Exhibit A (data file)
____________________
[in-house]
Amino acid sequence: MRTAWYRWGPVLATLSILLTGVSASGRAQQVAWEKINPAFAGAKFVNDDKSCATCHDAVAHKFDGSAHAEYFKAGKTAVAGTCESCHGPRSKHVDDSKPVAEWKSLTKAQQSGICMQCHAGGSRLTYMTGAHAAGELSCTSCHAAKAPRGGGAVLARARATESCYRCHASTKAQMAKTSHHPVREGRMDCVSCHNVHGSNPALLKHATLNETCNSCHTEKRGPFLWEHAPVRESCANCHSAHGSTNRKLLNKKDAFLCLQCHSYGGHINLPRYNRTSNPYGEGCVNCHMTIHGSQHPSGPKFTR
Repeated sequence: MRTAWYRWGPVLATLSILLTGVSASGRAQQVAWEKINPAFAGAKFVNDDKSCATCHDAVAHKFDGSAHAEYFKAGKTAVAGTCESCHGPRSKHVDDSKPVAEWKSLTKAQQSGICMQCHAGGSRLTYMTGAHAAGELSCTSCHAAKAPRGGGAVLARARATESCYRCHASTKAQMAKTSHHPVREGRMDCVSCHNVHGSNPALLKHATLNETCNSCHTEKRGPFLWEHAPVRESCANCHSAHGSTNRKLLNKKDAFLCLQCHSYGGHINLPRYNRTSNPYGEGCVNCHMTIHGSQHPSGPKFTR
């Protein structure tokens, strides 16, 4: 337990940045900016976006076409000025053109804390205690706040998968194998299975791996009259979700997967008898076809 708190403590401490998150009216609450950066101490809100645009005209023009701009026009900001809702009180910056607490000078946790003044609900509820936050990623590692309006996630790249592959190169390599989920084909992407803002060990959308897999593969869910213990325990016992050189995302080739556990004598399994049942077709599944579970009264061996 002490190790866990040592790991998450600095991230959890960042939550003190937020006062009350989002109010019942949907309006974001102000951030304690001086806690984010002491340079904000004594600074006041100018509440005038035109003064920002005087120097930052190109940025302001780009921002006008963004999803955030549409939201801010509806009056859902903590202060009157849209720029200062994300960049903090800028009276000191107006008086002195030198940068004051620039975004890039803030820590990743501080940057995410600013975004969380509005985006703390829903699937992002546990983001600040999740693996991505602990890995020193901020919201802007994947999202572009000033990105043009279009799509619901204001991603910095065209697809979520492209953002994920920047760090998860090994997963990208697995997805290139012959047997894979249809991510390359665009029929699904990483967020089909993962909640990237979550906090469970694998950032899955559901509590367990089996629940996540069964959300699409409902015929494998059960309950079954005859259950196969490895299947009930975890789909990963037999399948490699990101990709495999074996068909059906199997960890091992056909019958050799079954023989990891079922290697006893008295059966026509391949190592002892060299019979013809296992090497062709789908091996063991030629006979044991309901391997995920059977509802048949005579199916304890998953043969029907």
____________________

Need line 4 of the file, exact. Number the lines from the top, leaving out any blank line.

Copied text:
């Protein structure tokens, strides 16, 4: 337990940045900016976006076409000025053109804390205690706040998968194998299975791996009259979700997967008898076809 708190403590401490998150009216609450950066101490809100645009005209023009701009026009900001809702009180910056607490000078946790003044609900509820936050990623590692309006996630790249592959190169390599989920084909992407803002060990959308897999593969869910213990325990016992050189995302080739556990004598399994049942077709599944579970009264061996 002490190790866990040592790991998450600095991230959890960042939550003190937020006062009350989002109010019942949907309006974001102000951030304690001086806690984010002491340079904000004594600074006041100018509440005038035109003064920002005087120097930052190109940025302001780009921002006008963004999803955030549409939201801010509806009056859902903590202060009157849209720029200062994300960049903090800028009276000191107006008086002195030198940068004051620039975004890039803030820590990743501080940057995410600013975004969380509005985006703390829903699937992002546990983001600040999740693996991505602990890995020193901020919201802007994947999202572009000033990105043009279009799509619901204001991603910095065209697809979520492209953002994920920047760090998860090994997963990208697995997805290139012959047997894979249809991510390359665009029929699904990483967020089909993962909640990237979550906090469970694998950032899955559901509590367990089996629940996540069964959300699409409902015929494998059960309950079954005859259950196969490895299947009930975890789909990963037999399948490699990101990709495999074996068909059906199997960890091992056909019958050799079954023989990891079922290697006893008295059966026509391949190592002892060299019979013809296992090497062709789908091996063991030629006979044991309901391997995920059977509802048949005579199916304890998953043969029907």